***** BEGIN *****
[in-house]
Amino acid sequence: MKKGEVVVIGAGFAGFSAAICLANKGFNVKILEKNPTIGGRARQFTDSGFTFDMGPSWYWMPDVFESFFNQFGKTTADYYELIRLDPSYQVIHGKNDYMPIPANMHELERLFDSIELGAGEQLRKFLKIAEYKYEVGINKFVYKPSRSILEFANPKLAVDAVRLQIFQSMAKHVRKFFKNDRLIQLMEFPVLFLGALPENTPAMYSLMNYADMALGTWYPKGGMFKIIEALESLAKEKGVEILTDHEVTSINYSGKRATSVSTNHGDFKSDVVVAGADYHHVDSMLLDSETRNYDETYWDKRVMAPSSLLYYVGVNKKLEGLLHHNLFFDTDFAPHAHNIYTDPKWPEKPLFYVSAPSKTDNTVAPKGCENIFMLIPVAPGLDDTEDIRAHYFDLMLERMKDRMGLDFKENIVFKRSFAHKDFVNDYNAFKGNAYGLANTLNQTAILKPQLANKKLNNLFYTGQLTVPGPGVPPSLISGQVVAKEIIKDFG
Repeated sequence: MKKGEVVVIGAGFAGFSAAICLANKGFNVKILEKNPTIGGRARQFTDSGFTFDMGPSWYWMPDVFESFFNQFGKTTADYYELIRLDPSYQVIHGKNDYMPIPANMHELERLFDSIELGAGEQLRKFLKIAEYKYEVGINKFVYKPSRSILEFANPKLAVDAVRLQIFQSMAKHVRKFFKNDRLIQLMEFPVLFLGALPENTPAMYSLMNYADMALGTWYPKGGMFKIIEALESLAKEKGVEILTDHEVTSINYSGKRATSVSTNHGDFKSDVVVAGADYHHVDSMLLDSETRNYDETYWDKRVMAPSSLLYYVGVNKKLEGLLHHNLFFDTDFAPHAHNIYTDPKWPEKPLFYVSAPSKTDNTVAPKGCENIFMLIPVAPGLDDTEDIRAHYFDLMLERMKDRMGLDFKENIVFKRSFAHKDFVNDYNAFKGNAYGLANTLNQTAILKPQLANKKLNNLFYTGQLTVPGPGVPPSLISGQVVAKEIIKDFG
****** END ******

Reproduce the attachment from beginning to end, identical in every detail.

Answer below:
[in-house]
Amino acid sequence: MKKGEVVVIGAGFAGFSAAICLANKGFNVKILEKNPTIGGRARQFTDSGFTFDMGPSWYWMPDVFESFFNQFGKTTADYYELIRLDPSYQVIHGKNDYMPIPANMHELERLFDSIELGAGEQLRKFLKIAEYKYEVGINKFVYKPSRSILEFANPKLAVDAVRLQIFQSMAKHVRKFFKNDRLIQLMEFPVLFLGALPENTPAMYSLMNYADMALGTWYPKGGMFKIIEALESLAKEKGVEILTDHEVTSINYSGKRATSVSTNHGDFKSDVVVAGADYHHVDSMLLDSETRNYDETYWDKRVMAPSSLLYYVGVNKKLEGLLHHNLFFDTDFAPHAHNIYTDPKWPEKPLFYVSAPSKTDNTVAPKGCENIFMLIPVAPGLDDTEDIRAHYFDLMLERMKDRMGLDFKENIVFKRSFAHKDFVNDYNAFKGNAYGLANTLNQTAILKPQLANKKLNNLFYTGQLTVPGPGVPPSLISGQVVAKEIIKDFG
Repeated sequence: MKKGEVVVIGAGFAGFSAAICLANKGFNVKILEKNPTIGGRARQFTDSGFTFDMGPSWYWMPDVFESFFNQFGKTTADYYELIRLDPSYQVIHGKNDYMPIPANMHELERLFDSIELGAGEQLRKFLKIAEYKYEVGINKFVYKPSRSILEFANPKLAVDAVRLQIFQSMAKHVRKFFKNDRLIQLMEFPVLFLGALPENTPAMYSLMNYADMALGTWYPKGGMFKIIEALESLAKEKGVEILTDHEVTSINYSGKRATSVSTNHGDFKSDVVVAGADYHHVDSMLLDSETRNYDETYWDKRVMAPSSLLYYVGVNKKLEGLLHHNLFFDTDFAPHAHNIYTDPKWPEKPLFYVSAPSKTDNTVAPKGCENIFMLIPVAPGLDDTEDIRAHYFDLMLERMKDRMGLDFKENIVFKRSFAHKDFVNDYNAFKGNAYGLANTLNQTAILKPQLANKKLNNLFYTGQLTVPGPGVPPSLISGQVVAKEIIKDFG